Although the whole football world seems to think Callahan is the latest incarnation of Joe Montana or Tom Brady, Sonny isn't so sure, prompting alternately amusing and concerning probes into the QB's past behavior. Not only that, but Sonny has long had his eye on two other great college players, played by Chadwick Boseman (from 42) and actual Houstan Texans running back Arian Foster. But he would seem to have given up on them by dealing for Callahan, a move that has understandably infuriated the Browns' present quarterback (Tom Welling).
It's Sonny's lot to take a lot of crap from almost everyone around him, particularly from his disrespectful coach (Denis Leary), who loves to shove his Super Bowl ring from his Dallas days in his face, and even from his mother (a most amusing Ellen Burstyn), who selects this of all days to conduct a memorial ceremony for her husband and cast his ashes upon the practice field named for him.
But making Sonny human, and warming up the film so much that even non-fan female viewers will likely find it engaging, is his relationship with Ali. Real life would probably see a man in Sonny's high-pressure situation telling the woman he's just learned he's knocked up to please put their needed conversation on hold for 24 hours. Raised a Browns fan, Ali is into the draft frenzy herself, realistic and helpful to Sonny when he needs it. All the same, the two amusingly retreat to a storeroom several times in an attempt at some private moments, which seldom go uninterrupted for long. Garner's a treat here.
Although almost always engaging and seemingly true to the world it depicts, Draft Day is never quite as funny as you somehow think it's going to be. To a great extent, this is likely due to the choice of the leading actor, whose deliberate pacing slows the pace of dialogue interchange to a level less mirthful than some of the supporting actors seem to be going for. To his credit, though, Costner's thoughtful approach not only gives Sonny an extra dimension as a character but hints at unspoken past issues involving his tough father and his ex-wife (Rosanna Arquette) that likely made it hard for him to grow up and come into his own without complexes. It's a very welcome performance,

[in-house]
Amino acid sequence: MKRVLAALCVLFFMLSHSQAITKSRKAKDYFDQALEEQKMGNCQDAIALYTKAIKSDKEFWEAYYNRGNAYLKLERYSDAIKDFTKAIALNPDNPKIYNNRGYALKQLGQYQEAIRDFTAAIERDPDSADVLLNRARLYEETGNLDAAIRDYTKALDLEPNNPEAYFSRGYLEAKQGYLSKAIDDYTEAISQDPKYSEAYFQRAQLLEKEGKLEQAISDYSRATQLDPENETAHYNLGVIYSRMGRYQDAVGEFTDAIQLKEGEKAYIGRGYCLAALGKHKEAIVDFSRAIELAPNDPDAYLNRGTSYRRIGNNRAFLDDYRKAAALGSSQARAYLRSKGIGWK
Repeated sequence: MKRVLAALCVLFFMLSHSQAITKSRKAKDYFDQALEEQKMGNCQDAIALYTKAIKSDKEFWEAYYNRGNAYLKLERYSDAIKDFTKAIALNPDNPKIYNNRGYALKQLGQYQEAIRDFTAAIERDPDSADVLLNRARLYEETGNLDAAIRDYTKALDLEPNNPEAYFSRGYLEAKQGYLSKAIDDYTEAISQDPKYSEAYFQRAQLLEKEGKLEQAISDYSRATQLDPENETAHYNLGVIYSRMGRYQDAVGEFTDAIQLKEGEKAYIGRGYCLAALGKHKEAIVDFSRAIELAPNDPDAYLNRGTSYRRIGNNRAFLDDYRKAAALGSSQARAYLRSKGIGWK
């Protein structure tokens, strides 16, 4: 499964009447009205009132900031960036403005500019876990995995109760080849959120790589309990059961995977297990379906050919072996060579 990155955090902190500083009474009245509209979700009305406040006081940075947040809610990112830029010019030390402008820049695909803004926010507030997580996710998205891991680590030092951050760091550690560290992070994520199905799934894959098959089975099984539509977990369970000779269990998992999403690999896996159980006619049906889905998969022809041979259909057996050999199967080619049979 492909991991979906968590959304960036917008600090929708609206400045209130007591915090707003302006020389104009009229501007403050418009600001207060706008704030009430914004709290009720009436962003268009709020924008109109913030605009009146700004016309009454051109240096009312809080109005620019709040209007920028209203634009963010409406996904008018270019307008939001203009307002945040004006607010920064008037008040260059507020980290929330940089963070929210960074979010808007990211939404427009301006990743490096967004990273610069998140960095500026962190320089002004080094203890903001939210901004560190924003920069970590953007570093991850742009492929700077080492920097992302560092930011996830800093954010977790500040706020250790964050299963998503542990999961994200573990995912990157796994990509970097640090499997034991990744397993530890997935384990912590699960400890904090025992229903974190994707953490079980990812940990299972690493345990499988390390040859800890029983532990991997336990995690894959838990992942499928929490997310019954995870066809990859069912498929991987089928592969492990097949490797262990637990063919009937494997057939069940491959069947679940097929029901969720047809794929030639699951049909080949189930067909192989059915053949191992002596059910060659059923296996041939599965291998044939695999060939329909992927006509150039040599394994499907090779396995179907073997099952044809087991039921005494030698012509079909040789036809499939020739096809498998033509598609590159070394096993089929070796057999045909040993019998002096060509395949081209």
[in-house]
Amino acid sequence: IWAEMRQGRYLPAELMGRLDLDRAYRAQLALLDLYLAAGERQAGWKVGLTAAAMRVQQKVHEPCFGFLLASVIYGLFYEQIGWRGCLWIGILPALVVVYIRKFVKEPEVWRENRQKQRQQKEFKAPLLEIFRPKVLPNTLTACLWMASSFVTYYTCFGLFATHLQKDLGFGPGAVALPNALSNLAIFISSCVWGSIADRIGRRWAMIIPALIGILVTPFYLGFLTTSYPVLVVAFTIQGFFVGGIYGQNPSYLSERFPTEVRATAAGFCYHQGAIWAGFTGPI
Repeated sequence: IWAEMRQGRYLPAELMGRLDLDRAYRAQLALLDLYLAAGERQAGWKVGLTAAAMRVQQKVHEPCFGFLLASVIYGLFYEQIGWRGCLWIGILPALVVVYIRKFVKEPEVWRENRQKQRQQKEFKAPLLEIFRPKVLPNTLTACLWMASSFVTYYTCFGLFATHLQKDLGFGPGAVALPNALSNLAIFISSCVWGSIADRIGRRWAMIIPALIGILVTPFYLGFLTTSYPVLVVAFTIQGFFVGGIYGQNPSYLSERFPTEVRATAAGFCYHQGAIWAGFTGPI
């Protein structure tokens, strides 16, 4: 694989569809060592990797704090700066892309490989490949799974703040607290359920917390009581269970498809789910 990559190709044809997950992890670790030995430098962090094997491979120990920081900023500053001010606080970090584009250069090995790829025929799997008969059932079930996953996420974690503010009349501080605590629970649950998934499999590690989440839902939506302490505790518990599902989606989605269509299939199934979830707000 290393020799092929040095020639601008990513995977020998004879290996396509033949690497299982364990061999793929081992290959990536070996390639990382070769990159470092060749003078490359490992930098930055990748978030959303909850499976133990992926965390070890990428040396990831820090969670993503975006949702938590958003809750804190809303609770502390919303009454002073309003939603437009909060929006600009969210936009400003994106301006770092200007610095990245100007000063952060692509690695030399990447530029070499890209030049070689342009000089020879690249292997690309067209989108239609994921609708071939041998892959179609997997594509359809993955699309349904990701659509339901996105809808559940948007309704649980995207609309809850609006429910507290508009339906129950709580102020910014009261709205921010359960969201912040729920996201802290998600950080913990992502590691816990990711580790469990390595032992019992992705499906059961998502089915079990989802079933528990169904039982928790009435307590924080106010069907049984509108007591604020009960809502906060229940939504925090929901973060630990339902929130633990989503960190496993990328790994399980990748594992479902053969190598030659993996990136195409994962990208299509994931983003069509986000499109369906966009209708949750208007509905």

The supporting cast is good for some laughs and the background, especially toward the end, is filled out by recognizable real-life sports figures, not only the TV announcers but NFL commissioner Roger Goodell and such former players as Deion Sanders, Bernie Kosar and the greatest Brown of all, Jim Brown.
Although the longtime plight of the Cleveland team is very real, the rest is fiction. All the same, it's tough to embrace, or even overlook, some of the odd circumstantial discrepancies between the film and real life, notably the most recent Super Bowl winners, the Seattle Seahawks, being positioned as the needy number-one seed in the draft, and even more the idea that Leary's coach proudly brandishes a Super Bowl ring won in Dallas, a city that hasn't won anything since the last century.
Much as one might like to imagine that making a film about the city's prolonged sports dry spell might change its luck, one might remember that Major League, a humorous look at the Cleveland Indians's baseball follies, was released in 1989 but the team still hasn't won a world series a quarter-century later.